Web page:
Gwendolyn Seidman, writing in Psychology Today, explains it well: “Online daters realize that while, on the one hand, they want to make the best possible impression in their profile, on the other hand, if they do want to pursue an offline relationship, they can’t begin it with outright falsehoods that will quickly be revealed for what they are.” That’s not to say every profile is the gospel truth, of course. Ok Cupid has found, for example, that men and women more or less uniformly add two inches to their height.In any human interaction, there will always be some amount of posturing.People have always sought out casual sex — flings are key plot points in “Pride and Prejudice” (1813) and “The Fires of Autumn” (1942).
Those couples tend to be happier, too, research suggests.
This assumption is so prevalent that MTV has an entire show, “Catfish,” devoted to investigating whether people in online relationships are representing themselves honestly to their partners.
But online dating isn’t especially vulnerable to our collective weakness for self-flattering fibs. In 2010, Boston’s “Craigslist killer” was charged with murdering a woman he had met online (he later committed suicide in jail).
In 2013, Mary Kay Beckman sued for $10 million after a man she met on the site came to her Las Vegas home with a knife and an intent to kill.
Some commentators credit it with helping singles feel more secure and confident, while others blame it for “ruining romance,” “killing commitment” and contributing to the rise of the hook-up culture. While women generally prefer men around their own age, men are most attracted to 20-year-olds, period.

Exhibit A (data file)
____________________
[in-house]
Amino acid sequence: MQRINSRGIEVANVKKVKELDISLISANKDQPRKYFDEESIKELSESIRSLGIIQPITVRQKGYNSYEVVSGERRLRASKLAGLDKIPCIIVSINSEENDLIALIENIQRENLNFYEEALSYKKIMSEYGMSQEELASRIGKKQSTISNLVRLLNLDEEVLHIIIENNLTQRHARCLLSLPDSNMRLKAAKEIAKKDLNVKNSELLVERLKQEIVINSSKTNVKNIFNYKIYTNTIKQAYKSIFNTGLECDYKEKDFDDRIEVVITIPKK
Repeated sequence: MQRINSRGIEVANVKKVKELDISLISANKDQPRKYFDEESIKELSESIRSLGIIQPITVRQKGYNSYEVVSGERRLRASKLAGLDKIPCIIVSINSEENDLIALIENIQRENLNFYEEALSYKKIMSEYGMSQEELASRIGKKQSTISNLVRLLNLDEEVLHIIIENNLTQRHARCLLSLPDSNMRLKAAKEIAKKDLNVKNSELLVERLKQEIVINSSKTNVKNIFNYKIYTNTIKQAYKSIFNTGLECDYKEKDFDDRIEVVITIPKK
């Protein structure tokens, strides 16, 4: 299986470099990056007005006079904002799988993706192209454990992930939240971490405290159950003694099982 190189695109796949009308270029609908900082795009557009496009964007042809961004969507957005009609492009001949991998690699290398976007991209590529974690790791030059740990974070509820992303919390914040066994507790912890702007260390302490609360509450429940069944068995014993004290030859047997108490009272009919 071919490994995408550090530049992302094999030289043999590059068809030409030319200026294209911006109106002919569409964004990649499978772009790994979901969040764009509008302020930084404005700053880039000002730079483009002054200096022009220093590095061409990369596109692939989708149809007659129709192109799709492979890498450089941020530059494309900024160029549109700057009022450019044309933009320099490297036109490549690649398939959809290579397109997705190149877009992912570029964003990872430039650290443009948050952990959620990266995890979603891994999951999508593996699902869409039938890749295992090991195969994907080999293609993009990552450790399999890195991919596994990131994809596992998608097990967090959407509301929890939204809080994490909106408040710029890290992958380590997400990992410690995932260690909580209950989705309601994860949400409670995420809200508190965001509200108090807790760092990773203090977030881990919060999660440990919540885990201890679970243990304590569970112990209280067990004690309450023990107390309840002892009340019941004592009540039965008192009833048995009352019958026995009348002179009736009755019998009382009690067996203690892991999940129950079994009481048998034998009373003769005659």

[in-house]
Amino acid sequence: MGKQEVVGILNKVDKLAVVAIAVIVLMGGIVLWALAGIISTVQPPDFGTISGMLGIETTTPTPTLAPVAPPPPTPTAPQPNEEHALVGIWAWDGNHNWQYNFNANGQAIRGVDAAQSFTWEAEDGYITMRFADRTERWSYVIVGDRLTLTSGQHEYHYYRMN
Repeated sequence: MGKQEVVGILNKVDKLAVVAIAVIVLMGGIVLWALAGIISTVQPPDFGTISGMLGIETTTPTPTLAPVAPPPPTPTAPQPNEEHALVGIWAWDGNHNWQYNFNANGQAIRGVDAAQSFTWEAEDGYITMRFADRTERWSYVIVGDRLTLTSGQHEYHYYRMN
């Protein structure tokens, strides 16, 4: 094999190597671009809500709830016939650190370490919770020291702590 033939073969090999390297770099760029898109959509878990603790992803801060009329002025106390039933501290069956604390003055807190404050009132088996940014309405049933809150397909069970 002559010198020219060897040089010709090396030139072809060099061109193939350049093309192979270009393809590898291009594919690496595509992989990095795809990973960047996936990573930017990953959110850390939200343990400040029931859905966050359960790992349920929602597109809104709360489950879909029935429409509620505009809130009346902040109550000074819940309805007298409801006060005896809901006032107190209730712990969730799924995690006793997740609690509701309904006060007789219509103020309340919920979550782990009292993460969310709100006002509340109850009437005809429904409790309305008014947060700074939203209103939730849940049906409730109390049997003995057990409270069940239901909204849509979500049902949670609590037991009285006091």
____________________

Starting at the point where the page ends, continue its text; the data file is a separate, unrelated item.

As the head of Ok Cupid, I worked diligently to untangle many of the misconceptions about finding love on the Internet. That’s why the Daily Mail calls straight women over 45 the “plankton generation” — at the bottom of the romantic food chain.
In one extreme example of an online lie, Notre Dame football star Manti Te’o was tricked a few years ago into virtually dating a woman who never existed.
But while it’s tempting to shave off a couple of pounds or add a couple of inches, studies show that online dating profiles are, fundamentally, quite honest.
After all, the best way to beat long odds is to take lots of chances, and even for older users, dating sites provide millions of romantic options.
It’s an all-too-common trope: Online dating has made casual sex easy but relationships hard.
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